The evolving economic and consumer landscape in 2017 Political instability is a key challenge going into 2017, and surprisingly, two of the biggest risks are in advanced economies. First is the Trump effect; it is hard to ascertain the exact impact a Trump presidency will have on the US and global economies, as much remains unknown about how many of his campaign promises were rhetoric and, of those that do go with him to the White House, how many he could successfully enact. The ramifications of protectionist trade policies and an expansionary fiscal stance are global, with emerging market currencies already suffering from a “Trump tantrum” in late 2016. Brexit is another unknown quantity; outside of Europe, its impact on the global economy is more subdued than a Trump downturn, but it adds another element of unpredictability at a time when political volatility is a key concern. Consumers enter 2017 to this backdrop of uncertainty. Over the course of the year, Euromonitor International is expecting consumer expenditure to rise by 2.3% in real terms, with every household saving US$3,609 on average. With the US still accounting for almost one in three dollars spent globally, consumer behaviour in the Trump era matters to the world. Despite a slowing economy, Chinese consumers will continue to see one of the largest increases in spending, and expenditure in emerging and developing economies overall will grow by more than twice that of developed markets.
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Author: EuroMonitor International
Economy
thumbnail image of the resource cover 2017-01-15January 15 2017 2017: SMB Insight Study - Growth Industries and Locations
The Business Journals’ latest SMB Insight study was fielded the day after the Presidential election (Nov. 2016). According to preliminary results (400 completed interviews), small and mid-sized business owners are continuing to feel confident in the future success of their companies. It is one of the highest levels seen to date.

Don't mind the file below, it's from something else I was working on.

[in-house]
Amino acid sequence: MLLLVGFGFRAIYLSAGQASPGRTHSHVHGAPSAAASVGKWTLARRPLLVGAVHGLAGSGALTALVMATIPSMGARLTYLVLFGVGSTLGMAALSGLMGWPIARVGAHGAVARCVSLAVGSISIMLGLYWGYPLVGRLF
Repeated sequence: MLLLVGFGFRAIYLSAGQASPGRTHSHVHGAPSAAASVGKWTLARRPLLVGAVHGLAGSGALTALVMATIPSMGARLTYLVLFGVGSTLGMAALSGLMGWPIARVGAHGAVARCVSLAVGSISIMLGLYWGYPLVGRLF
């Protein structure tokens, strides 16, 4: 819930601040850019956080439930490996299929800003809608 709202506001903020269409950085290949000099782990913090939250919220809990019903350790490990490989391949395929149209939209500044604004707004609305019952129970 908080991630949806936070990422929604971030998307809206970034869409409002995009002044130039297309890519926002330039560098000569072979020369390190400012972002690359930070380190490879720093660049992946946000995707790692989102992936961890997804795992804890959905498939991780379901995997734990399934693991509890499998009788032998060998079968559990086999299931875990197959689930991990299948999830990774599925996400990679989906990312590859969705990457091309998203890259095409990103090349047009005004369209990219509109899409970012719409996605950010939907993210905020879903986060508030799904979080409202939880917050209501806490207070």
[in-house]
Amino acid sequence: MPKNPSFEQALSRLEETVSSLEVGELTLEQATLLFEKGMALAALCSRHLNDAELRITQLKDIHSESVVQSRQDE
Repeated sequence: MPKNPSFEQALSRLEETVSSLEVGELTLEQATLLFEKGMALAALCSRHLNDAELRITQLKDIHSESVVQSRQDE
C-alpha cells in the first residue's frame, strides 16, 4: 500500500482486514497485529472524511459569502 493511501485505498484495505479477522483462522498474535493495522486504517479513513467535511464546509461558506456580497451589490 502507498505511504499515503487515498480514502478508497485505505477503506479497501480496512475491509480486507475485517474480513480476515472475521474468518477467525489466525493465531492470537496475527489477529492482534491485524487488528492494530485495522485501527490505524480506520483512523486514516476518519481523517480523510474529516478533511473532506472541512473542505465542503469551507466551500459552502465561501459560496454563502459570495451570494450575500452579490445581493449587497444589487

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Author: The Business Journals
Economy
thumbnail image of the resource cover 2016-12-31December 31 2016 2016 Best-Performing Cities: Where America’s jobs are Created and Sustained
What drives the economic momentum of the United States' most dynamic metros? The Milken Institute's annual Best-Performing Cities report identifies the latest trends and most relevant factors powering regional growth. Our index uses comprehensive, fact-based criteria to rank the nation's metropolitan areas. This year's findings reveal how technology and accelerating housing and consumer markets played significant roles in regional economies around the nation.
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Author: Milken Institute
Economy
thumbnail image of the resource cover 2016-09-29September 29 2016 Redefining Global Cities—The Seven Types of Global Metro Economies
The world's largest metropolitan areas concentrate the drivers of global prosperity, but there isn't one way to be a global city—this report defines seven types of global cities, providing a valuable lens through which to understand an evolving global economy. No longer is the global economy driven by a select few major financial centers like New York, London, and Tokyo. Today, members of a vast and complex network of cities participate in international flows of goods, services, people, capital, and ideas, and thus make distinctive contributions to global growth and opportunity. In view of these trends and challenges, this report redefines global cities. It introduces a new typology that builds from a first-of-its-kind database of dozens of indicators, standardized across the world's 123 largest metro economies, to examine what really defines a global city—its economic characteristics, industrial structure, and key competitiveness factors.
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Author: Brookings
Economy
thumbnail image of the resource cover 2016-09-01September 2016 The 2016 State Energy Efficiency Scorecard
This tenth edition of the State Energy Efficiency Scorecard measures the progress of state policies and programs that save energy while also benefiting the environment and promoting growth. They use data vetted by state energy officials to rank states in six categories—utility programs, transportation, building energy codes, combined heat and power, state initiatives, and appliance standards. California and Massachusetts tied for first place in this year’s Scorecard. Rounding out the top five were Vermont, Rhode Island, Connecticut, and New York. The most-improved states were Missouri, Maine, and Michigan. The Scorecard shows that energy efficiency is a key resource in these states and others, with utilities spending approximately $7.7 billion in 2015 for efficiency programs nationwide, up from approximately $7.3 billion in 2014.